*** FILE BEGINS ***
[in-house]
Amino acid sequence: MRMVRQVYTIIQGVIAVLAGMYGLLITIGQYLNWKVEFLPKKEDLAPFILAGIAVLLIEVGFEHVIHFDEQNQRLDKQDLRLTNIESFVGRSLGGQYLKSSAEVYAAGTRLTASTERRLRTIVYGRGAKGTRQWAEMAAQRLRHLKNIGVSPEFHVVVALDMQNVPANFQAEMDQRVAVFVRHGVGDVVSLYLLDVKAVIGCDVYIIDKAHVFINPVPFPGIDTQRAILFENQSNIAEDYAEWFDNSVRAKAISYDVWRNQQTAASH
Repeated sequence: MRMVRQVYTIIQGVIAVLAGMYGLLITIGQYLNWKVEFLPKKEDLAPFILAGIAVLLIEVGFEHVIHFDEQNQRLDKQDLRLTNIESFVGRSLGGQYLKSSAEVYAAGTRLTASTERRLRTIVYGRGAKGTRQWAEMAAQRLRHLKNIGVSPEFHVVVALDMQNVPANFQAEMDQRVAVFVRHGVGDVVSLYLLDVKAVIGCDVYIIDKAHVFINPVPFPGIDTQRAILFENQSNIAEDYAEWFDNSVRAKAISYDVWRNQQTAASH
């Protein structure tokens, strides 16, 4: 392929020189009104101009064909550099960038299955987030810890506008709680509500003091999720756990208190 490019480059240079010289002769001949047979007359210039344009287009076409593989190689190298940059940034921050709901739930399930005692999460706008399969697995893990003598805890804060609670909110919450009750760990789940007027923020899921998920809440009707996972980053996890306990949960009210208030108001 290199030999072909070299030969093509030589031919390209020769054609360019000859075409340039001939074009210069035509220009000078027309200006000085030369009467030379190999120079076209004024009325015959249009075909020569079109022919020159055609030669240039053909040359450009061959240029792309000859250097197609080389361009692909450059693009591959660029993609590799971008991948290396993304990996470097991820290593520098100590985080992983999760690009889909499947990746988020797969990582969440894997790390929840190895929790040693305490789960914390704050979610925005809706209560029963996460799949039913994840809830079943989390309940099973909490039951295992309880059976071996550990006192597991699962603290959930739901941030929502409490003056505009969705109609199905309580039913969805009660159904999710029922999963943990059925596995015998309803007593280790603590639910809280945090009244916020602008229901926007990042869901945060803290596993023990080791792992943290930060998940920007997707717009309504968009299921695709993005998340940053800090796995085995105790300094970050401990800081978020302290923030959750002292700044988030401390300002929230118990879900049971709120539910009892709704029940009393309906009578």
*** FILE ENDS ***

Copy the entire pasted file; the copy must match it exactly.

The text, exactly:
[in-house]
Amino acid sequence: MRMVRQVYTIIQGVIAVLAGMYGLLITIGQYLNWKVEFLPKKEDLAPFILAGIAVLLIEVGFEHVIHFDEQNQRLDKQDLRLTNIESFVGRSLGGQYLKSSAEVYAAGTRLTASTERRLRTIVYGRGAKGTRQWAEMAAQRLRHLKNIGVSPEFHVVVALDMQNVPANFQAEMDQRVAVFVRHGVGDVVSLYLLDVKAVIGCDVYIIDKAHVFINPVPFPGIDTQRAILFENQSNIAEDYAEWFDNSVRAKAISYDVWRNQQTAASH
Repeated sequence: MRMVRQVYTIIQGVIAVLAGMYGLLITIGQYLNWKVEFLPKKEDLAPFILAGIAVLLIEVGFEHVIHFDEQNQRLDKQDLRLTNIESFVGRSLGGQYLKSSAEVYAAGTRLTASTERRLRTIVYGRGAKGTRQWAEMAAQRLRHLKNIGVSPEFHVVVALDMQNVPANFQAEMDQRVAVFVRHGVGDVVSLYLLDVKAVIGCDVYIIDKAHVFINPVPFPGIDTQRAILFENQSNIAEDYAEWFDNSVRAKAISYDVWRNQQTAASH
């Protein structure tokens, strides 16, 4: 392929020189009104101009064909550099960038299955987030810890506008709680509500003091999720756990208190 490019480059240079010289002769001949047979007359210039344009287009076409593989190689190298940059940034921050709901739930399930005692999460706008399969697995893990003598805890804060609670909110919450009750760990789940007027923020899921998920809440009707996972980053996890306990949960009210208030108001 290199030999072909070299030969093509030589031919390209020769054609360019000859075409340039001939074009210069035509220009000078027309200006000085030369009467030379190999120079076209004024009325015959249009075909020569079109022919020159055609030669240039053909040359450009061959240029792309000859250097197609080389361009692909450059693009591959660029993609590799971008991948290396993304990996470097991820290593520098100590985080992983999760690009889909499947990746988020797969990582969440894997790390929840190895929790040693305490789960914390704050979610925005809706209560029963996460799949039913994840809830079943989390309940099973909490039951295992309880059976071996550990006192597991699962603290959930739901941030929502409490003056505009969705109609199905309580039913969805009660159904999710029922999963943990059925596995015998309803007593280790603590639910809280945090009244916020602008229901926007990042869901945060803290596993023990080791792992943290930060998940920007997707717009309504968009299921695709993005998340940053800090796995085995105790300094970050401990800081978020302290923030959750002292700044988030401390300002929230118990879900049971709120539910009892709704029940009393309906009578």